Clayton Claimed There Was Uninterrupted Solitude at the Busiest Place in Town. Clayton asserted that when Joseph and Hyrum arrived at the store that morning, they decided that Joseph should dictate the revelation. It took them three hours to do so. Then, more time (possibly up to an hour) would have been needed for Clayton to slowly read it back to Joseph for proofing. If they started at nine o’clock in the morning, they would have been finished about one o’clock. Then, Hyrum supposedly went to Emma’s home (the Homestead cabin) to read her the lengthy document. While there, she allegedly gave him a very angry response. This could have taken about another hour, advancing the time to approximately two o’clock. Afterwards, Hyrum reportedly returned to Joseph’s store to report on the ill-fated adventure, bringing the time to nearly two-thirty. Clayton insisted that during the time they worked on the revelation (over three hours) he, Hyrum, and Joseph were not interrupted by anyone. Not a single soul other than the three of them were present! Clayton’s claim of solitude during this time seems very unlikely, for Joseph’s store was the busiest place in town!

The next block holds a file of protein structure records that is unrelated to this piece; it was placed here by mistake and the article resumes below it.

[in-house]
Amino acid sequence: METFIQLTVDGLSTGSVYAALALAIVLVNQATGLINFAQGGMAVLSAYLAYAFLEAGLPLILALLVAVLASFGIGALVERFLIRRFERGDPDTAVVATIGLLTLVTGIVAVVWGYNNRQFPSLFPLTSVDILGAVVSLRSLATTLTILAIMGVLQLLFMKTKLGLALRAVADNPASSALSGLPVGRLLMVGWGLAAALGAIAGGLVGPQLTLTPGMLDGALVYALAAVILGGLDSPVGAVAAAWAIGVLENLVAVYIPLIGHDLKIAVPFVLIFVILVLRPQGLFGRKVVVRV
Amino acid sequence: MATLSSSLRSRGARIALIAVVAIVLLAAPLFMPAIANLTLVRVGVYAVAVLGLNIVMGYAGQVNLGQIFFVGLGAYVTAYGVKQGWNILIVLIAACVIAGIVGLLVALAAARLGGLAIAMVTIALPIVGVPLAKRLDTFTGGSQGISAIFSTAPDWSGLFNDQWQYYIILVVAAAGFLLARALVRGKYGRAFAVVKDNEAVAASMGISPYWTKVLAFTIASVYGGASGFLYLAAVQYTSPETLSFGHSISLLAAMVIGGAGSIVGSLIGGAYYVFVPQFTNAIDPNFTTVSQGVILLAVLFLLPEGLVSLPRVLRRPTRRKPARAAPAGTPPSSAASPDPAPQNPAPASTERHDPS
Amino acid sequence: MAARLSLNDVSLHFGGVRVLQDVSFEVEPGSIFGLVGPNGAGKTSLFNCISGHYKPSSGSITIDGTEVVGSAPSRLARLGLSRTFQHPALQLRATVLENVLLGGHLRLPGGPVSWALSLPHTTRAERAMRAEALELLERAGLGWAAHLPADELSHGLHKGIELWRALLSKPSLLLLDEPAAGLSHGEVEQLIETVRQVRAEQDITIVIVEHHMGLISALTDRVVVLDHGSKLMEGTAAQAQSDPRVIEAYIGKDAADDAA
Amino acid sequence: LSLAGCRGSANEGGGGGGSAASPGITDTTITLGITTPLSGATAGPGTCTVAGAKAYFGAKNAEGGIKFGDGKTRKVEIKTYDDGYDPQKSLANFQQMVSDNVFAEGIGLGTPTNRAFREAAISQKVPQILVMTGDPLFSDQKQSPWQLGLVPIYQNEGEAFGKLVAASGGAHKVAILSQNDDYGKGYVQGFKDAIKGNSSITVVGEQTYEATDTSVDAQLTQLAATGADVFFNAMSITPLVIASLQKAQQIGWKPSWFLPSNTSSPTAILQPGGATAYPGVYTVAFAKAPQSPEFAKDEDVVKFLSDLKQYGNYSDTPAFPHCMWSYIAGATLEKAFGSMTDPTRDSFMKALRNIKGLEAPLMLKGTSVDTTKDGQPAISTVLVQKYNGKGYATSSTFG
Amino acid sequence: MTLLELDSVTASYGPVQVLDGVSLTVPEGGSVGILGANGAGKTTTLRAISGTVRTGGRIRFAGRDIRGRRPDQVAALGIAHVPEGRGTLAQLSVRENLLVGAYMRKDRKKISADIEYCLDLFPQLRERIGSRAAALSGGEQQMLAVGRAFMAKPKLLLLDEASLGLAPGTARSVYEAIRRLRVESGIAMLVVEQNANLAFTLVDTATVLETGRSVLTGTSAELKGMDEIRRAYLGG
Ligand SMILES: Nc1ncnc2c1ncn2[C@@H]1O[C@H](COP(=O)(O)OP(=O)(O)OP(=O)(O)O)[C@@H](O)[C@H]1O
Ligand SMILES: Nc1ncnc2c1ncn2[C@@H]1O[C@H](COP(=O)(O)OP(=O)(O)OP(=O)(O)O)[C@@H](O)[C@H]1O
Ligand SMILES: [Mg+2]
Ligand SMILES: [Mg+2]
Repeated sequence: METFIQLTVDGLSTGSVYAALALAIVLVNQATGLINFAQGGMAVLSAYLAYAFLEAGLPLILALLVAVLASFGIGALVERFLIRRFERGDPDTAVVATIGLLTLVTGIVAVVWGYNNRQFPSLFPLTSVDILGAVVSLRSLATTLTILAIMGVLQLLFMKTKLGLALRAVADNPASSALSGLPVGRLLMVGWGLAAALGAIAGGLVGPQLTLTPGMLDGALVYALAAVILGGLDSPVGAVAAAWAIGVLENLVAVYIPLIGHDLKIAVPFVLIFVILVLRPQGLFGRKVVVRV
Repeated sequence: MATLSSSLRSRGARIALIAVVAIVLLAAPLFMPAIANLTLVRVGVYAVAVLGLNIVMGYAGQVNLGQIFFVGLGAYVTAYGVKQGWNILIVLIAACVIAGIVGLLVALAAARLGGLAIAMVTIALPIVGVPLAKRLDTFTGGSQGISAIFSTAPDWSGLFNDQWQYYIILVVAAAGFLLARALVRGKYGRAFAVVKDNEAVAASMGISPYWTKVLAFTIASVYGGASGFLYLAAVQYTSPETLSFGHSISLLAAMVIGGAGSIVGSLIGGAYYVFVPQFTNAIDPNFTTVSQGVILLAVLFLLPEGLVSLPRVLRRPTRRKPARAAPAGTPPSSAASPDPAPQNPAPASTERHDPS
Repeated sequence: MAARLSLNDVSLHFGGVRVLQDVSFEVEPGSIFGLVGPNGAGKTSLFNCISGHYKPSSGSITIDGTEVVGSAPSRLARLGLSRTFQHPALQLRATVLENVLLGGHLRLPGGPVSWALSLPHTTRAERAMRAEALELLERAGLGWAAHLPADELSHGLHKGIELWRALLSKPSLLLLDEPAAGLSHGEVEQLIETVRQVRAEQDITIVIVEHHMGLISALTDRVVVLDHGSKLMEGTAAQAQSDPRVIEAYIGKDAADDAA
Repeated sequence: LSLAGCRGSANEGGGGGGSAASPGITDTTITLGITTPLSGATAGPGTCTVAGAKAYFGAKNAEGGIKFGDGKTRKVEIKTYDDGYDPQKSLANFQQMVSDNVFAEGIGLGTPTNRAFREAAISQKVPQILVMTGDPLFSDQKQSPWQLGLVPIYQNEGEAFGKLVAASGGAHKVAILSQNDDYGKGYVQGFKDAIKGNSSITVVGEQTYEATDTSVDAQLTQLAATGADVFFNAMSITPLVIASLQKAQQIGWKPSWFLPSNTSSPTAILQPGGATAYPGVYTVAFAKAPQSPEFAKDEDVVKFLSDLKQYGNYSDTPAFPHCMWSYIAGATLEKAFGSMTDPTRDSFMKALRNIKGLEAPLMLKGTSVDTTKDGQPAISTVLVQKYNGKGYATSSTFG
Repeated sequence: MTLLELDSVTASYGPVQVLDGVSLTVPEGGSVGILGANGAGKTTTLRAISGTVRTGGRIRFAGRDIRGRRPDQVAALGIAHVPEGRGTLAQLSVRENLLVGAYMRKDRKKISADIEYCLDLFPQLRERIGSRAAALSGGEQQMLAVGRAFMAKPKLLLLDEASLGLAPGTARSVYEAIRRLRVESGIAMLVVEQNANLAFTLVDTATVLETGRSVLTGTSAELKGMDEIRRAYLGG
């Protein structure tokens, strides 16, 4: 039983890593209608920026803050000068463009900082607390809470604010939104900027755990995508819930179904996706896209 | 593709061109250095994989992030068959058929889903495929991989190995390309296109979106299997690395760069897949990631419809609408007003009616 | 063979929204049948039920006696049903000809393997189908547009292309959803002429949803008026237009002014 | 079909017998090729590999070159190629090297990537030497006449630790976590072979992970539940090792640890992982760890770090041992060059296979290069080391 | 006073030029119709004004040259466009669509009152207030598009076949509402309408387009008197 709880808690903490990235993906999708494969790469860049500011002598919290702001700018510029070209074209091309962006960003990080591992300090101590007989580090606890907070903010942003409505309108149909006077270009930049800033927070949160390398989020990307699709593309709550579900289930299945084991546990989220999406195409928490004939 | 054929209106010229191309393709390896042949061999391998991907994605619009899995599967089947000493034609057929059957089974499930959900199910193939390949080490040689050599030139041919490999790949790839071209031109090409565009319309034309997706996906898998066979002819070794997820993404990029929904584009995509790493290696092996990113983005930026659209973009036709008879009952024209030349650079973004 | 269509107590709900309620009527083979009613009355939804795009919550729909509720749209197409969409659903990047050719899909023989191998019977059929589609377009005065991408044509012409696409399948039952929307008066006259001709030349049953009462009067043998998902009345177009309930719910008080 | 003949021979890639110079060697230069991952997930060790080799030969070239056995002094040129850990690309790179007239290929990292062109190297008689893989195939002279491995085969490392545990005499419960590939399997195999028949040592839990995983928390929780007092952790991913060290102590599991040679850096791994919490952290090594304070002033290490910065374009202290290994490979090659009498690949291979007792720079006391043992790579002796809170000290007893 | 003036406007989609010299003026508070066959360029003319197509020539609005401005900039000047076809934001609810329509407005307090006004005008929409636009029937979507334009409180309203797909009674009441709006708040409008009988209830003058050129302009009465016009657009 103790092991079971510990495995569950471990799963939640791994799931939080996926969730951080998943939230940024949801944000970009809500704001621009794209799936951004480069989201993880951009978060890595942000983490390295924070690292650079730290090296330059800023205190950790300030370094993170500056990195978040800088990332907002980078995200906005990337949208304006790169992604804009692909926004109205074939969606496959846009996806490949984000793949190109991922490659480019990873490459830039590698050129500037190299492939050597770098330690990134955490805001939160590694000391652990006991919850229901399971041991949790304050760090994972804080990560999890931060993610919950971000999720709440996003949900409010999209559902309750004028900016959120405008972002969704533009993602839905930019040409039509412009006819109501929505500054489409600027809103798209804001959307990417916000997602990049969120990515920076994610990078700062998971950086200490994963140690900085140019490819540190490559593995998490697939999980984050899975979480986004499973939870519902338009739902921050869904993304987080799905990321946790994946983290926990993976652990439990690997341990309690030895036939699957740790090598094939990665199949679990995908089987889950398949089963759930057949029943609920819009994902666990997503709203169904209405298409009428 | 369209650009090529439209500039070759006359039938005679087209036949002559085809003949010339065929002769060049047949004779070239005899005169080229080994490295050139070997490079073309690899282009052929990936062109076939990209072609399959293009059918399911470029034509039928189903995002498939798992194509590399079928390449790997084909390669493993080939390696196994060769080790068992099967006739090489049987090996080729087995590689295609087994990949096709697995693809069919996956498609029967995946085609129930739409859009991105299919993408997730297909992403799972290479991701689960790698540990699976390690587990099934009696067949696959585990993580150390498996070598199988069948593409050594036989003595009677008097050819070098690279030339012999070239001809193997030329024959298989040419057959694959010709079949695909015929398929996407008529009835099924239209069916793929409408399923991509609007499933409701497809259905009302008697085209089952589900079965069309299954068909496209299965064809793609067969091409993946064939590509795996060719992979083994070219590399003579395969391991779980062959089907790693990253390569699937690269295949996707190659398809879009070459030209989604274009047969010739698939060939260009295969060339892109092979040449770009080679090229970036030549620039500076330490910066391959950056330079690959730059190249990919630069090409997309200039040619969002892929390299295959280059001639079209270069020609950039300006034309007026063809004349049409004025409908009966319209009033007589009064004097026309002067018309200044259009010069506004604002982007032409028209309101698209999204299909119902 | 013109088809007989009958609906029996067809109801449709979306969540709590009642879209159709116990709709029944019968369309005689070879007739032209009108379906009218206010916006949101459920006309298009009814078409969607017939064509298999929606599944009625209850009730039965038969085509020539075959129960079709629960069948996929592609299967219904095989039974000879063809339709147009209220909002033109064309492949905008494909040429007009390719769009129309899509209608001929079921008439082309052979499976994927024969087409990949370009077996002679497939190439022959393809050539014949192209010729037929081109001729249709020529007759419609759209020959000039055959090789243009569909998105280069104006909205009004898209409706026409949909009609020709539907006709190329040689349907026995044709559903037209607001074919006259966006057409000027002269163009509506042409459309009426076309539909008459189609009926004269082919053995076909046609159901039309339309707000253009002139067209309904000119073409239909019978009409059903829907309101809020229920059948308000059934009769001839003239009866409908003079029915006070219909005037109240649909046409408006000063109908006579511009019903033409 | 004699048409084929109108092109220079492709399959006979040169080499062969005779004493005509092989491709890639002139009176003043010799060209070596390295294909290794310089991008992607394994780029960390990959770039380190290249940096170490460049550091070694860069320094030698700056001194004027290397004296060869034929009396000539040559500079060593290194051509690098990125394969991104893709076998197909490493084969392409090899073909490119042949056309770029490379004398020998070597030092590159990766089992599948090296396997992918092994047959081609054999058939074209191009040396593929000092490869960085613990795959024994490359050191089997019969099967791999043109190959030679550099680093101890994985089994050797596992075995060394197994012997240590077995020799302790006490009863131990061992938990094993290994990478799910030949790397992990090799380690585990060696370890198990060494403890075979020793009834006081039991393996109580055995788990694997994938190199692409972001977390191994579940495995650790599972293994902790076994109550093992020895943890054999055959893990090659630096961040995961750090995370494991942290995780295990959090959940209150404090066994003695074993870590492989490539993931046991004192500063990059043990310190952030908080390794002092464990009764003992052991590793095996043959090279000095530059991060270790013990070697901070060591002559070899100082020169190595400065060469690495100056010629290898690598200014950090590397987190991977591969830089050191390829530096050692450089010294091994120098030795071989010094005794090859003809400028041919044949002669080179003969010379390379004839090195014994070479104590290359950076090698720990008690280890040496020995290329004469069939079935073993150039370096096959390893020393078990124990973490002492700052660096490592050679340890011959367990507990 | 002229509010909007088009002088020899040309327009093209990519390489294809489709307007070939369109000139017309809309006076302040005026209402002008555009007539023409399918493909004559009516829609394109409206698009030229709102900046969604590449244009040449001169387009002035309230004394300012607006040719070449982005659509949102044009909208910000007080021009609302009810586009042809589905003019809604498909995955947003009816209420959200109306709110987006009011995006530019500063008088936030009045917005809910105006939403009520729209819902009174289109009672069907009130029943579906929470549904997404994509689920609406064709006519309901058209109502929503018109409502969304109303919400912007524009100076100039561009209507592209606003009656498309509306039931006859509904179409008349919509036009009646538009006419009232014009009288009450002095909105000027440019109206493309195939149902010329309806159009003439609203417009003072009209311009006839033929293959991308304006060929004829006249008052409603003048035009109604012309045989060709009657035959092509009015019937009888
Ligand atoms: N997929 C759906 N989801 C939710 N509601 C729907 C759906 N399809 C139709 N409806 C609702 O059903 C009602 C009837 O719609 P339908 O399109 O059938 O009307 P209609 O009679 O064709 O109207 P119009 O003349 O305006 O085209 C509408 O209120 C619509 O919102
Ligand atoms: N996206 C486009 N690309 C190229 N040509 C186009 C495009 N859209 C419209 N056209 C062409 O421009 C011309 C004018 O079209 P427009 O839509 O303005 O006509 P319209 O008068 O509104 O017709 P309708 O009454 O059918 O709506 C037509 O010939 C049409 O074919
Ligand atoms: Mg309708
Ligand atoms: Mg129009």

The store was built on a foundation measuring only forty by twenty-three feet (or about twice the size of the average two-car garage of the typical suburban home in our day). The downstairs served as a general store offering food and other daily necessities.It also served as a banking outlet where loans and repayments were transacted.
The upstairs consisted of the Assembly Room and Joseph’s two tiny adjoining office rooms. These were used as headquarters for conducting Church business—including receiving tithing payments. The space was also occupied by clerks Willard Richards and W. W. Phelps, who were then writing Joseph’s history of the Church (see General Editors Ronald K. Esplin and Matthew J. Grow, The Joseph Smith Papers—Journals, Volume 3: May 1843–June 1844[The Church Historian’s Press, Salt Lake City, Utah], 127).